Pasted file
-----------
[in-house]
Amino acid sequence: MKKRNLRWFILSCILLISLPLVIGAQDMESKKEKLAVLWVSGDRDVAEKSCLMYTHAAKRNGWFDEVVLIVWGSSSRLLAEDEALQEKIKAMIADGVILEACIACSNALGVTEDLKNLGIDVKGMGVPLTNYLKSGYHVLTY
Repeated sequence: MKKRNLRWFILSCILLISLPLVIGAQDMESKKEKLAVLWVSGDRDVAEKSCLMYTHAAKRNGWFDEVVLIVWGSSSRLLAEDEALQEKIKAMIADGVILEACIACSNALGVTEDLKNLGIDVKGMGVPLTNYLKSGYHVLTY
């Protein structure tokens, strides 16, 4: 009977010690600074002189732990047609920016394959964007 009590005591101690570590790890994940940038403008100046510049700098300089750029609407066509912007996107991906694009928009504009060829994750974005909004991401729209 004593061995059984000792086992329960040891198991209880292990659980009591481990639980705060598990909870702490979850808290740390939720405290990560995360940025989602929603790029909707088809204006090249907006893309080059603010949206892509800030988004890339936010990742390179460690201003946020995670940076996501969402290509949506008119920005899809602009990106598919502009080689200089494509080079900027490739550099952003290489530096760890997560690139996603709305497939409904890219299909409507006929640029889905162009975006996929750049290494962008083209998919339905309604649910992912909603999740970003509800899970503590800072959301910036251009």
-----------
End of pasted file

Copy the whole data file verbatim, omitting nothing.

[in-house]
Amino acid sequence: MKKRNLRWFILSCILLISLPLVIGAQDMESKKEKLAVLWVSGDRDVAEKSCLMYTHAAKRNGWFDEVVLIVWGSSSRLLAEDEALQEKIKAMIADGVILEACIACSNALGVTEDLKNLGIDVKGMGVPLTNYLKSGYHVLTY
Repeated sequence: MKKRNLRWFILSCILLISLPLVIGAQDMESKKEKLAVLWVSGDRDVAEKSCLMYTHAAKRNGWFDEVVLIVWGSSSRLLAEDEALQEKIKAMIADGVILEACIACSNALGVTEDLKNLGIDVKGMGVPLTNYLKSGYHVLTY
């Protein structure tokens, strides 16, 4: 009977010690600074002189732990047609920016394959964007 009590005591101690570590790890994940940038403008100046510049700098300089750029609407066509912007996107991906694009928009504009060829994750974005909004991401729209 004593061995059984000792086992329960040891198991209880292990659980009591481990639980705060598990909870702490979850808290740390939720405290990560995360940025989602929603790029909707088809204006090249907006893309080059603010949206892509800030988004890339936010990742390179460690201003946020995670940076996501969402290509949506008119920005899809602009990106598919502009080689200089494509080079900027490739550099952003290489530096760890997560690139996603709305497939409904890219299909409507006929640029889905162009975006996929750049290494962008083209998919339905309604649910992912909603999740970003509800899970503590800072959301910036251009």